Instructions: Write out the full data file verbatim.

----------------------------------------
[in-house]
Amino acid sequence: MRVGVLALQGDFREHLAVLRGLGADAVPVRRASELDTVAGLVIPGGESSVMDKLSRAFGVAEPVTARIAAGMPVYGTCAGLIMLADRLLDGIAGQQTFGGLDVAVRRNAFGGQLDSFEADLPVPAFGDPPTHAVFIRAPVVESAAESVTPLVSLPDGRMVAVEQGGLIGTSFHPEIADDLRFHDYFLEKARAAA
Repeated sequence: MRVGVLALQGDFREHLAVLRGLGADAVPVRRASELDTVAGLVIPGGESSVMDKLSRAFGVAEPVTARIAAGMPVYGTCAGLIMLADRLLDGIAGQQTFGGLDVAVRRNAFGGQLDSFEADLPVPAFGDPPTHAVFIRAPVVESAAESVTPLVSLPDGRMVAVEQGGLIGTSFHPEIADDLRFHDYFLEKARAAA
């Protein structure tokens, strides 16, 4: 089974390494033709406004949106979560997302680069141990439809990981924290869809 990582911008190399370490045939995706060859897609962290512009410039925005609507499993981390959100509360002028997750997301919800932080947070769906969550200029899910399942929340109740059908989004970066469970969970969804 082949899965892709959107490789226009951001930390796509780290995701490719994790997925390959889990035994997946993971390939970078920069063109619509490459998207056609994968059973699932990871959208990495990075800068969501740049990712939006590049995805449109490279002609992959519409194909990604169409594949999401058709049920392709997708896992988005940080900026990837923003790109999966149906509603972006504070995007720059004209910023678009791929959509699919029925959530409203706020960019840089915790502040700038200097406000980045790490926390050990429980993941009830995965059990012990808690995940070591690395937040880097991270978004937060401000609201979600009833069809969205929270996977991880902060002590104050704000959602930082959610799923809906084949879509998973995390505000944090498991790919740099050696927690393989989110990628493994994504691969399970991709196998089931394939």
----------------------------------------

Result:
[in-house]
Amino acid sequence: MRVGVLALQGDFREHLAVLRGLGADAVPVRRASELDTVAGLVIPGGESSVMDKLSRAFGVAEPVTARIAAGMPVYGTCAGLIMLADRLLDGIAGQQTFGGLDVAVRRNAFGGQLDSFEADLPVPAFGDPPTHAVFIRAPVVESAAESVTPLVSLPDGRMVAVEQGGLIGTSFHPEIADDLRFHDYFLEKARAAA
Repeated sequence: MRVGVLALQGDFREHLAVLRGLGADAVPVRRASELDTVAGLVIPGGESSVMDKLSRAFGVAEPVTARIAAGMPVYGTCAGLIMLADRLLDGIAGQQTFGGLDVAVRRNAFGGQLDSFEADLPVPAFGDPPTHAVFIRAPVVESAAESVTPLVSLPDGRMVAVEQGGLIGTSFHPEIADDLRFHDYFLEKARAAA
């Protein structure tokens, strides 16, 4: 089974390494033709406004949106979560997302680069141990439809990981924290869809 990582911008190399370490045939995706060859897609962290512009410039925005609507499993981390959100509360002028997750997301919800932080947070769906969550200029899910399942929340109740059908989004970066469970969970969804 082949899965892709959107490789226009951001930390796509780290995701490719994790997925390959889990035994997946993971390939970078920069063109619509490459998207056609994968059973699932990871959208990495990075800068969501740049990712939006590049995805449109490279002609992959519409194909990604169409594949999401058709049920392709997708896992988005940080900026990837923003790109999966149906509603972006504070995007720059004209910023678009791929959509699919029925959530409203706020960019840089915790502040700038200097406000980045790490926390050990429980993941009830995965059990012990808690995940070591690395937040880097991270978004937060401000609201979600009833069809969205929270996977991880902060002590104050704000959602930082959610799923809906084949879509998973995390505000944090498991790919740099050696927690393989989110990628493994994504691969399970991709196998089931394939």